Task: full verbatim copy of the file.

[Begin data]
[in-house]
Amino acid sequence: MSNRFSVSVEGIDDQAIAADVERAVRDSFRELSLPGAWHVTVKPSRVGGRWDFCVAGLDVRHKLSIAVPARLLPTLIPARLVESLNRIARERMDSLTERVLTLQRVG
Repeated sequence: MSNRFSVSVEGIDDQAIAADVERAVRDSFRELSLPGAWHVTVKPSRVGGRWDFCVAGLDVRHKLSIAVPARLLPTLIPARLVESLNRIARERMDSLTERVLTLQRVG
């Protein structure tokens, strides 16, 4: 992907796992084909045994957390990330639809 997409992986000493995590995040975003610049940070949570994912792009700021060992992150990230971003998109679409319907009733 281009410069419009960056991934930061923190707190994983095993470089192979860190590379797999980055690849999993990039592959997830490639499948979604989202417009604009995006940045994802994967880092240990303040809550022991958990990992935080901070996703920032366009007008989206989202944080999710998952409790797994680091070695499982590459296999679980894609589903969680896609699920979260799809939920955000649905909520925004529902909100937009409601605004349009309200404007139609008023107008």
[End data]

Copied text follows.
[in-house]
Amino acid sequence: MSNRFSVSVEGIDDQAIAADVERAVRDSFRELSLPGAWHVTVKPSRVGGRWDFCVAGLDVRHKLSIAVPARLLPTLIPARLVESLNRIARERMDSLTERVLTLQRVG
Repeated sequence: MSNRFSVSVEGIDDQAIAADVERAVRDSFRELSLPGAWHVTVKPSRVGGRWDFCVAGLDVRHKLSIAVPARLLPTLIPARLVESLNRIARERMDSLTERVLTLQRVG
């Protein structure tokens, strides 16, 4: 992907796992084909045994957390990330639809 997409992986000493995590995040975003610049940070949570994912792009700021060992992150990230971003998109679409319907009733 281009410069419009960056991934930061923190707190994983095993470089192979860190590379797999980055690849999993990039592959997830490639499948979604989202417009604009995006940045994802994967880092240990303040809550022991958990990992935080901070996703920032366009007008989206989202944080999710998952409790797994680091070695499982590459296999679980894609589903969680896609699920979260799809939920955000649905909520925004529902909100937009409601605004349009309200404007139609008023107008």